But even then: his passing still remains far off from what was advertised in college, his adverseness to contact zaps the Sixers of the three most vital big man skills (rim protection, rebounding, and screening), he ranks dead-last among centers in RPM for the second year running by a healthy margin, and he sucks the air out of Philly’s offense every time he backs down and palms the rock. Okafor may be one of those flawed players who just takes until his prime seasons to figure it all out, but the question is whether he can last in the league long enough to get there.

Chasson Randle (5.3/0.7/0.3, 62.5/66.7/100, 24.7PER): A+

He has only played 24 minutes for the Sixers, but these numbers will surely hold up. Just trust me.

Sergio Rodriguez (8.5/2.7/5.7, 39.2/34.8/70.6, -2.66RPM): D+

His numbers look largely similar to McConnell’s on the surface level, and though even most analytics don’t do much to separate the two, Chacho is somehow decidedly the lesser of the pair. Forget the defensive disparity — although I’m pretty sure Sergio is still trying to make it around a screen that Nene set on Friday night — Rodriguez has a penchant for launching off-the-bounce long 2s, holding onto the ball for a second or two too long, and his numbers have taken a dive across the board in 2017. He’s certainly one of the team’s better shooters, but he *atrociously George Karl voice* doesn’t seem to play the “right” way. He’s a fine third or possibly second point guard, but there’s no chance he’s back here next season.

Dario Saric (9.8/5.8/1.6, 37.6/33.9/78.7, 1.9TOPG): C

Sorry Shamus. He hasn’t been bad, but he also hasn’t been good. He’s attacks the boards relentlessly, has one play every game that erupts the Center, and his consistent shooting numbers bode well for his long-term impact; he’s the quintessential Philadelphia athlete, but something’s missing.

And it may be through no fault of his own. Many predicted that he may act as a Ben Simmons Lite in the early going, but rarely does Dario play the role as a lead or even secondary ball handler. Some of that may be Embiid’s behemoth presence — Saric’s usage drops six percent anytime he and Jojo share the floor. But too often do we see him grab a defensive board, and rather than push the break as as he typically did overseas, he simply dumps it off to Sergio or TJ to initiate the half-court offense.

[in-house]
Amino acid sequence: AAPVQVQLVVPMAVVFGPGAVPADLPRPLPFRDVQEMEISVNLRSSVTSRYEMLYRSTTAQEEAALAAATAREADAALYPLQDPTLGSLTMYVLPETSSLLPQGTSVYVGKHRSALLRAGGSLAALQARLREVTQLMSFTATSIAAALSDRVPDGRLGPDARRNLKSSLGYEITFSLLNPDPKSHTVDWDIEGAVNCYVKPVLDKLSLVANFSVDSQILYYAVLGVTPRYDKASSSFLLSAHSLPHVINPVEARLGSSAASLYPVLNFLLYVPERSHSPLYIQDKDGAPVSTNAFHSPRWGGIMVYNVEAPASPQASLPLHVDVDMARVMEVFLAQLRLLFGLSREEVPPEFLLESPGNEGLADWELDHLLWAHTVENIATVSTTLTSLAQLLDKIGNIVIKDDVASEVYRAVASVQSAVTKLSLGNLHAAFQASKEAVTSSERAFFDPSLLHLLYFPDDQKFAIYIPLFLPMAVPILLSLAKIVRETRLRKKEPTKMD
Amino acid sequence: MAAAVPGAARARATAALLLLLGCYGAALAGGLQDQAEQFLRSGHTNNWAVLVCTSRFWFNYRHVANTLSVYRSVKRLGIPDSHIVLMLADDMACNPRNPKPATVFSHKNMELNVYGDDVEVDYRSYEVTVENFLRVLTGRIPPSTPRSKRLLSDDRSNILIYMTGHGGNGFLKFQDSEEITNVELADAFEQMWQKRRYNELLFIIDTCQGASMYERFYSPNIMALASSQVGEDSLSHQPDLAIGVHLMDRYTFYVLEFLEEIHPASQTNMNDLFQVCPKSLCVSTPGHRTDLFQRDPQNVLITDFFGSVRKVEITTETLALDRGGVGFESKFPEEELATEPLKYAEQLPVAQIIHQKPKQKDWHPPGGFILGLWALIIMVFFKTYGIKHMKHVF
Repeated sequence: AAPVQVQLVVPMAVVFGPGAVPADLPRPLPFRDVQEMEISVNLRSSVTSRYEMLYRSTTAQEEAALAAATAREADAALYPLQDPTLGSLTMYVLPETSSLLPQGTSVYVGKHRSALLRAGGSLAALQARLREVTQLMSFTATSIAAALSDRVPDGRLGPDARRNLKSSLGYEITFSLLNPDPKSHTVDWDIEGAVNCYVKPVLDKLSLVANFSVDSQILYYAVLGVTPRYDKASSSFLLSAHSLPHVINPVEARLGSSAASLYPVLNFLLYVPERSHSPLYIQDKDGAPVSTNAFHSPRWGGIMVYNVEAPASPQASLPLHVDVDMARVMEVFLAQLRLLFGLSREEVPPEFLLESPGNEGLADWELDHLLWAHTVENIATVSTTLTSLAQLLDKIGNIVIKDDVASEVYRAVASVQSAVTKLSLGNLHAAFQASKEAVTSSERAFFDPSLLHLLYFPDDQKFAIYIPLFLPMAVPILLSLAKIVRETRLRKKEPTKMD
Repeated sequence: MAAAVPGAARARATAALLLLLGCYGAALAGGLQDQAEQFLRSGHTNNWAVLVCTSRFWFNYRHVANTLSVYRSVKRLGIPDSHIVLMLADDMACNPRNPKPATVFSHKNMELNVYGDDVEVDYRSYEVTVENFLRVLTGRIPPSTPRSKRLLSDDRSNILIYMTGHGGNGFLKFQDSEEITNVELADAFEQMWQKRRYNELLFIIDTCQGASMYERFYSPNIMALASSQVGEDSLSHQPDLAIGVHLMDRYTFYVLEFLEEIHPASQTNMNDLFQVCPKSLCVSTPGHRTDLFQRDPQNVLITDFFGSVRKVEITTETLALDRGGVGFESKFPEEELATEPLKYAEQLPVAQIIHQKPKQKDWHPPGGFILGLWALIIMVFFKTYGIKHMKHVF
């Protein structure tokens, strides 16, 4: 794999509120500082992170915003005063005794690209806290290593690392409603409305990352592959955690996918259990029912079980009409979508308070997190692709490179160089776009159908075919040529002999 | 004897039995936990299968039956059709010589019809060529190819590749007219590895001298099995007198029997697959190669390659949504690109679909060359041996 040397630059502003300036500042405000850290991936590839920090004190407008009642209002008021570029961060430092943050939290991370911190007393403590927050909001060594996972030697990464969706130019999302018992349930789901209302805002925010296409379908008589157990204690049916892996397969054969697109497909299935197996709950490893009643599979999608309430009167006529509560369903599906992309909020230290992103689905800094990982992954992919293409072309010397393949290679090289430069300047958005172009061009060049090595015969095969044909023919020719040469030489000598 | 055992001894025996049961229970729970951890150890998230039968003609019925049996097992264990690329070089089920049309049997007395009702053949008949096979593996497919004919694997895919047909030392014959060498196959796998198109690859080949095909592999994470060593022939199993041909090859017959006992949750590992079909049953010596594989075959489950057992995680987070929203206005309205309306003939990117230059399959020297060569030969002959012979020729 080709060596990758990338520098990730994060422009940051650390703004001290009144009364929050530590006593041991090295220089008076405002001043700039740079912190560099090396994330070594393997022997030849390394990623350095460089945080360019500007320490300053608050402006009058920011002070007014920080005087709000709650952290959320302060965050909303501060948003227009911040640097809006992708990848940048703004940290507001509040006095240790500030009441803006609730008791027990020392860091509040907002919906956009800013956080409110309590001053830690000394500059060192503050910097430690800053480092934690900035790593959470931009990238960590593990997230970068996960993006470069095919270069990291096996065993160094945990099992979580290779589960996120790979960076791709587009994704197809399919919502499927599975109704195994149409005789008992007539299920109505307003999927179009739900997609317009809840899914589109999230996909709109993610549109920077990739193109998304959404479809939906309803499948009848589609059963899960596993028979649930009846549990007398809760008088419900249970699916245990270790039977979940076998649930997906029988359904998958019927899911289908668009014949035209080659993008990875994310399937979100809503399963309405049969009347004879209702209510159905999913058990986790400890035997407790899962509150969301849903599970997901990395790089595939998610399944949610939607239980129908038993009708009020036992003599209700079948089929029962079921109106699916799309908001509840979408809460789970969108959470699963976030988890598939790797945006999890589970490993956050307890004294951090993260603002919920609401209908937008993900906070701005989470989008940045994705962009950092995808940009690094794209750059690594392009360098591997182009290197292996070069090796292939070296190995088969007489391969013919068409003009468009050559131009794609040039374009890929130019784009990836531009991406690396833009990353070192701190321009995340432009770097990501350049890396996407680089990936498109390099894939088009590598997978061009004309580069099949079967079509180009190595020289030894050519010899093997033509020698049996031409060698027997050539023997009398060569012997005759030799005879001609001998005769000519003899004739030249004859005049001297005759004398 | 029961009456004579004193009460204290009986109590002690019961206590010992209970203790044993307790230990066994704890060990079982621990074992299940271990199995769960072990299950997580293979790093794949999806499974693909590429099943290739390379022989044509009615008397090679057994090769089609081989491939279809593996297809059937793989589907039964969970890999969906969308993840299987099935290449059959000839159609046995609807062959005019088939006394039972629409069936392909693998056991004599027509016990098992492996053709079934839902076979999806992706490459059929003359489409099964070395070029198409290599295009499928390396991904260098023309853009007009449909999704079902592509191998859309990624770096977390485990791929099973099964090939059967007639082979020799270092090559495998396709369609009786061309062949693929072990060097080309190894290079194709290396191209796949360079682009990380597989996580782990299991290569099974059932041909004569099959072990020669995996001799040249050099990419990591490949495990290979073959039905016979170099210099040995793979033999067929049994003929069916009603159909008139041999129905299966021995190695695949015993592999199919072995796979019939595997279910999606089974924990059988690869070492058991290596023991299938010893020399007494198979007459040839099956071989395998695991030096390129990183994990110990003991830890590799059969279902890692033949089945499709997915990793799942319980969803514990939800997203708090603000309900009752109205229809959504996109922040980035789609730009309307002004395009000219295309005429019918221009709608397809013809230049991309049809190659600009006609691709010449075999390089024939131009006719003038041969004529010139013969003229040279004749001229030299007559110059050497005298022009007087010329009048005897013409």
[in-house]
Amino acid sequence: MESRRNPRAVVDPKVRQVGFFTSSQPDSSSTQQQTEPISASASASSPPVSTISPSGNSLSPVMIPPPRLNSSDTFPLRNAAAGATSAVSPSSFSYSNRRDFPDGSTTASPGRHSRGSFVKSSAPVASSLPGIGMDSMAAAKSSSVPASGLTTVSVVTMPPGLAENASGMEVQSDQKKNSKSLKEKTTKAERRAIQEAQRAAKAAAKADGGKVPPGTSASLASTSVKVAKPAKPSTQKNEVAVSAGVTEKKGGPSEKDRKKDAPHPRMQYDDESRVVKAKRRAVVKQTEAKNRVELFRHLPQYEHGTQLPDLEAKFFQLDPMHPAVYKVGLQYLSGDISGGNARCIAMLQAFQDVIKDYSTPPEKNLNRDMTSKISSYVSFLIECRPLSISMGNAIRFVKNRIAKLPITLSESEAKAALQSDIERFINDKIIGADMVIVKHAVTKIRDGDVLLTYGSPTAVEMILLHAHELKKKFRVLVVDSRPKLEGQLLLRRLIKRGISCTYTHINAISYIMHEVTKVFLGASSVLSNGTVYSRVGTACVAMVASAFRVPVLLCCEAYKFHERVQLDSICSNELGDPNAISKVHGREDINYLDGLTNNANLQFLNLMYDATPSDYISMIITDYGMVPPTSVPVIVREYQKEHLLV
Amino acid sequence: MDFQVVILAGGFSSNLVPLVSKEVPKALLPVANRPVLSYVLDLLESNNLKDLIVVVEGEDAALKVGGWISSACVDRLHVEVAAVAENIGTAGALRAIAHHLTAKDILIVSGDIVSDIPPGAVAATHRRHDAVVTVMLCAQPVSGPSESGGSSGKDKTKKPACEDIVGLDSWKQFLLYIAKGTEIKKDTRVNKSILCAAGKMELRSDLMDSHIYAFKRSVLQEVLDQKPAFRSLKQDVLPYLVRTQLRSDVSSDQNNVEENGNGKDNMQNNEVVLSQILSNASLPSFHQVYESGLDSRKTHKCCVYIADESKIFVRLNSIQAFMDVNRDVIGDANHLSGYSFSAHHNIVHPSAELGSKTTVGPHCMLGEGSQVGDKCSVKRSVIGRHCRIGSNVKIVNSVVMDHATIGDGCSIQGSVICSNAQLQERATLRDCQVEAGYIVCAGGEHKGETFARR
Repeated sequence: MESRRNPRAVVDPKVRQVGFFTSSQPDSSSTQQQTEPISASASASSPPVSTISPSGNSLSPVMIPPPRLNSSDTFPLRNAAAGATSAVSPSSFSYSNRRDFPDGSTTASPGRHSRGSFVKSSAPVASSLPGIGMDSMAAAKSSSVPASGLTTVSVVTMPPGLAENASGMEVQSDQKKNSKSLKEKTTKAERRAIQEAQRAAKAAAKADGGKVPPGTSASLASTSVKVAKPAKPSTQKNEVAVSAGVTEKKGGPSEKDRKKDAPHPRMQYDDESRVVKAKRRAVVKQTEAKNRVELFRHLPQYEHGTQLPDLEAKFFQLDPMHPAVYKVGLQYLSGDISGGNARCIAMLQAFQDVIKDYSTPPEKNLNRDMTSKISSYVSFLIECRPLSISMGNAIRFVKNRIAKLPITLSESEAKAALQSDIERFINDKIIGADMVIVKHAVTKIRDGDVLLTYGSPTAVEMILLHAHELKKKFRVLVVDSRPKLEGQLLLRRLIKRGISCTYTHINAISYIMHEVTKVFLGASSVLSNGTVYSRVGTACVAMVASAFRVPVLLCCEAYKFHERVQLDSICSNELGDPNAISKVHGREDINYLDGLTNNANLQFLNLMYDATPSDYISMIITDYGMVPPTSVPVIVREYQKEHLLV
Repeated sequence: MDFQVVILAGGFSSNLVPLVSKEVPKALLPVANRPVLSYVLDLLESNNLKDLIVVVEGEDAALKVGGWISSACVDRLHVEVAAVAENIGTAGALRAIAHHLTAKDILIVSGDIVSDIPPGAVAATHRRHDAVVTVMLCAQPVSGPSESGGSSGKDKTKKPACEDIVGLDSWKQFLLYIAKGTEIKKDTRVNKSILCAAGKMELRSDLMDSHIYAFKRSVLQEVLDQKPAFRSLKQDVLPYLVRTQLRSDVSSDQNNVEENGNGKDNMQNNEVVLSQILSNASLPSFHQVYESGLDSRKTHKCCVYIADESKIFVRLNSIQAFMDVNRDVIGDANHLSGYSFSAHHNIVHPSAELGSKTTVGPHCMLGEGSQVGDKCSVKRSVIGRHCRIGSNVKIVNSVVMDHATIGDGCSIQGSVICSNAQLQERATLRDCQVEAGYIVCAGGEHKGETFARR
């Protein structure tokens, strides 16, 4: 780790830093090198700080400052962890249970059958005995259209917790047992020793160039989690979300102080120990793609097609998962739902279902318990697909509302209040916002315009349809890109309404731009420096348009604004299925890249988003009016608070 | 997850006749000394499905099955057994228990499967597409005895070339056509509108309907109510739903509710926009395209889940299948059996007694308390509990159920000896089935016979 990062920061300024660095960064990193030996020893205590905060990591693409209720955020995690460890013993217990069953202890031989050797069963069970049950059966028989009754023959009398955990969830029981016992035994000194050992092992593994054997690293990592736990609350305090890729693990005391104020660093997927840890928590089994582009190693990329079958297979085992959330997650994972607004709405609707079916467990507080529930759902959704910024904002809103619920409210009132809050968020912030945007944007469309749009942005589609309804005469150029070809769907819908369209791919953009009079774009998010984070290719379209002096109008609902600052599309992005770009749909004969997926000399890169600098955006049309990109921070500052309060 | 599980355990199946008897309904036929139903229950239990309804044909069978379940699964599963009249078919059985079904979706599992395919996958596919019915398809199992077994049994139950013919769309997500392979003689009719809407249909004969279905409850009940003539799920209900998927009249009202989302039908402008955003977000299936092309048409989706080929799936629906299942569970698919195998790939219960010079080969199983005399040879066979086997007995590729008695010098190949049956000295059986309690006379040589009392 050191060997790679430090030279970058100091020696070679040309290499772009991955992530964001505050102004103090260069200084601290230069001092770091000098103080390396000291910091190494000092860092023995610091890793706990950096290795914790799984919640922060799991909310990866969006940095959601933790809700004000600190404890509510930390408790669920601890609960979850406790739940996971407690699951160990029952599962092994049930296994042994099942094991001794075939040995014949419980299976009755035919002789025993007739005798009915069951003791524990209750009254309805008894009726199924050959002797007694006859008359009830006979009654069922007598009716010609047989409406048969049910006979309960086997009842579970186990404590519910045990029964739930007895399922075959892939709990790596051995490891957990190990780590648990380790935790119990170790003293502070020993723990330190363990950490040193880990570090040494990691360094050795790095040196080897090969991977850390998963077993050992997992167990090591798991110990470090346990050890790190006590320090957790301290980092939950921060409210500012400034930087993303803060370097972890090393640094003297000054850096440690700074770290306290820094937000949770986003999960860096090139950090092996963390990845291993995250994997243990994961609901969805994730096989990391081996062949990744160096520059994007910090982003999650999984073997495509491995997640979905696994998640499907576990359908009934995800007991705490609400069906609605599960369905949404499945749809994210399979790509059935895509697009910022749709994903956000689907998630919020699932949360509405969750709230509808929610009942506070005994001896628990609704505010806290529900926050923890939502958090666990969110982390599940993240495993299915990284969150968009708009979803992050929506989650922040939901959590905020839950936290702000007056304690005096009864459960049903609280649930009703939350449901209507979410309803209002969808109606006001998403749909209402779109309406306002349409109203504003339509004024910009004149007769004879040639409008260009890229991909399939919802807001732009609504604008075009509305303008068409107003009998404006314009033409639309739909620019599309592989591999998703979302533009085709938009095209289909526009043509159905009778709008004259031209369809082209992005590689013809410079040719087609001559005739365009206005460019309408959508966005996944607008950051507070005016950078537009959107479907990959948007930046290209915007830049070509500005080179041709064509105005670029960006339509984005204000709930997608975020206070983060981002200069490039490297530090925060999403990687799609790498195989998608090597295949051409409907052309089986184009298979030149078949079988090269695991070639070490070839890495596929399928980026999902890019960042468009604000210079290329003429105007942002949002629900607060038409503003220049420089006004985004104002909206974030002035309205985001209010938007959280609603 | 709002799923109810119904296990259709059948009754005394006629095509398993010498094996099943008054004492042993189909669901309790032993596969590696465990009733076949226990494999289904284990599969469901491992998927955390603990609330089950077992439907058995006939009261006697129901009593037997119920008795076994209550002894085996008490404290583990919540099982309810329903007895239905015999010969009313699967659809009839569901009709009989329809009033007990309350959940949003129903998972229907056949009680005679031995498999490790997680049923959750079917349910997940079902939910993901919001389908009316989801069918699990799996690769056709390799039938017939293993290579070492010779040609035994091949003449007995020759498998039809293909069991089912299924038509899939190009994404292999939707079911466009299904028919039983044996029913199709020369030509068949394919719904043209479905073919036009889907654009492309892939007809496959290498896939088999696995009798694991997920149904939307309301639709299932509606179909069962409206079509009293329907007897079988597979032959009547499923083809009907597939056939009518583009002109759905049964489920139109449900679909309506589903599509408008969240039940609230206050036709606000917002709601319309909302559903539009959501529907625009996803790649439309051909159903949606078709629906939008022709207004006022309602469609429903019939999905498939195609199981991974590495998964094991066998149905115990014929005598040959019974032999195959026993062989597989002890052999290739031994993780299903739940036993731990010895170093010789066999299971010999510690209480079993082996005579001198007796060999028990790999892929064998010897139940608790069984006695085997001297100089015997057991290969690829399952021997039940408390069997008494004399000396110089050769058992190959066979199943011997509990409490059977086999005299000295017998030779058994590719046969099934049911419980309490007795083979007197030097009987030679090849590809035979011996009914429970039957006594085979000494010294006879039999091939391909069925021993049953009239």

The Boris Diaw comparisons make sense. Both are the ultimate “extra pass” guys and can play the point forward in a pinch. And Brett has even experimented with Dario at the five in games where, against all odds, the Sixers didn’t have enough centers on hand. He doesn’t boast the skills to be the premier player by any stretch, but a glue guy who can competently play three positions is a steal in the late lottery.

Ben Simmons:

Raise. The. Damn. Cat.

Nik Stauskas (8.5/2.5/2.0, 40.9/37.0/80.9, 45.9TS% in January): C

Does Nik really rock? The world may never know. His numbers have taken a nosedive following an incendiary November, but he’s playing confidently as ever on both ends and is worthy as a floor-spacer given the roster makeup. But time is running out on him proving himself as anything more than a fourth guard.

Brett Brown: A-

Make no mistake, whether Brett Brown is an NBA coach was a real discussion just two months ago. But we often forget that coaches develop just as players do, and Brett is still relatively young in his position. He’s still prone to questionable late-game lineup choices, but the Sixers are improving as both a team and individual players: the team moves the ball more than any team in the league, and each 2015-16 Sixer brought at least one tangible new skill with him into the new season. Nobody knows whether Brett is responsible for as much, but it’s certainly feasible given that he played a huge role in San Antonio’s developmental front. He has more than earned his right to see this through.